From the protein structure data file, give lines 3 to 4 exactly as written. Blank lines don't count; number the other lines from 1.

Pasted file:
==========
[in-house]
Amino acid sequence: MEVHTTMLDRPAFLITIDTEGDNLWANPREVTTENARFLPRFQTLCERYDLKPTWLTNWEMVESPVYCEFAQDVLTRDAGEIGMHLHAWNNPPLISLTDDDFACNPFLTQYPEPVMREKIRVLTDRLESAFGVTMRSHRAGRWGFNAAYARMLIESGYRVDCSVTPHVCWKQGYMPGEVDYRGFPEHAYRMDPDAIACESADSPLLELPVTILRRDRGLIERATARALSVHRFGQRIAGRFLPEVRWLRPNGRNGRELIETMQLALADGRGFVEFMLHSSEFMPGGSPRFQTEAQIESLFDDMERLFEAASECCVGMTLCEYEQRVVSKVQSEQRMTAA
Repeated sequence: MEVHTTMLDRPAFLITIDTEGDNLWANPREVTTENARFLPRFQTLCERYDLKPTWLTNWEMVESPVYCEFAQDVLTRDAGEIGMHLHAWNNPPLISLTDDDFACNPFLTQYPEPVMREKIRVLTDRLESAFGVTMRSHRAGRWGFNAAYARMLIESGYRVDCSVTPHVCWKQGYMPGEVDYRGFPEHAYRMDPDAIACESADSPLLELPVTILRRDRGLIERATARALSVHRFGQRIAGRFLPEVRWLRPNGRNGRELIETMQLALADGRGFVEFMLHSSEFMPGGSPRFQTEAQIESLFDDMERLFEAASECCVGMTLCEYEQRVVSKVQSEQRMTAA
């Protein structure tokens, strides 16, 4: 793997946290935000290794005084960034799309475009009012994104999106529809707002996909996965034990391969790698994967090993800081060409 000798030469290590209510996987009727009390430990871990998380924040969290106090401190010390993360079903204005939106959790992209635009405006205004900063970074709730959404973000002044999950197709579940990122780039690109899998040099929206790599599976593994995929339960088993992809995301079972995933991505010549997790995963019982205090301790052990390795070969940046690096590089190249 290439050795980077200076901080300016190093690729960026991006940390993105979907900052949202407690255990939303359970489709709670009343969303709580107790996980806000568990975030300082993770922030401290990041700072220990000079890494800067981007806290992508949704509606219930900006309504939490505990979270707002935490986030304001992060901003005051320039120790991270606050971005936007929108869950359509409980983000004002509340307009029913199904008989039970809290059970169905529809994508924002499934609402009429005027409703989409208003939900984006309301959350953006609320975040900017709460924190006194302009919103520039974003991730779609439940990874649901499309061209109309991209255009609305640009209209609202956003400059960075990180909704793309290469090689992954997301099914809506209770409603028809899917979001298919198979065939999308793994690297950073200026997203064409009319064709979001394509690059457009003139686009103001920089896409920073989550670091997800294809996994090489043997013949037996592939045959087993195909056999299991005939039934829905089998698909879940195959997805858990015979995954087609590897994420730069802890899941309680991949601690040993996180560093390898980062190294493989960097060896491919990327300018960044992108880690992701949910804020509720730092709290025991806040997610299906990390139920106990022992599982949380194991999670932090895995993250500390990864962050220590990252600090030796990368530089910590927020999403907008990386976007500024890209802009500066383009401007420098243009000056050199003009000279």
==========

Repeated sequence: MEVHTTMLDRPAFLITIDTEGDNLWANPREVTTENARFLPRFQTLCERYDLKPTWLTNWEMVESPVYCEFAQDVLTRDAGEIGMHLHAWNNPPLISLTDDDFACNPFLTQYPEPVMREKIRVLTDRLESAFGVTMRSHRAGRWGFNAAYARMLIESGYRVDCSVTPHVCWKQGYMPGEVDYRGFPEHAYRMDPDAIACESADSPLLELPVTILRRDRGLIERATARALSVHRFGQRIAGRFLPEVRWLRPNGRNGRELIETMQLALADGRGFVEFMLHSSEFMPGGSPRFQTEAQIESLFDDMERLFEAASECCVGMTLCEYEQRVVSKVQSEQRMTAA
């Protein structure tokens, strides 16, 4: 793997946290935000290794005084960034799309475009009012994104999106529809707002996909996965034990391969790698994967090993800081060409 000798030469290590209510996987009727009390430990871990998380924040969290106090401190010390993360079903204005939106959790992209635009405006205004900063970074709730959404973000002044999950197709579940990122780039690109899998040099929206790599599976593994995929339960088993992809995301079972995933991505010549997790995963019982205090301790052990390795070969940046690096590089190249 290439050795980077200076901080300016190093690729960026991006940390993105979907900052949202407690255990939303359970489709709670009343969303709580107790996980806000568990975030300082993770922030401290990041700072220990000079890494800067981007806290992508949704509606219930900006309504939490505990979270707002935490986030304001992060901003005051320039120790991270606050971005936007929108869950359509409980983000004002509340307009029913199904008989039970809290059970169905529809994508924002499934609402009429005027409703989409208003939900984006309301959350953006609320975040900017709460924190006194302009919103520039974003991730779609439940990874649901499309061209109309991209255009609305640009209209609202956003400059960075990180909704793309290469090689992954997301099914809506209770409603028809899917979001298919198979065939999308793994690297950073200026997203064409009319064709979001394509690059457009003139686009103001920089896409920073989550670091997800294809996994090489043997013949037996592939045959087993195909056999299991005939039934829905089998698909879940195959997805858990015979995954087609590897994420730069802890899941309680991949601690040993996180560093390898980062190294493989960097060896491919990327300018960044992108880690992701949910804020509720730092709290025991806040997610299906990390139920106990022992599982949380194991999670932090895995993250500390990864962050220590990252600090030796990368530089910590927020999403907008990386976007500024890209802009500066383009401007420098243009000056050199003009000279």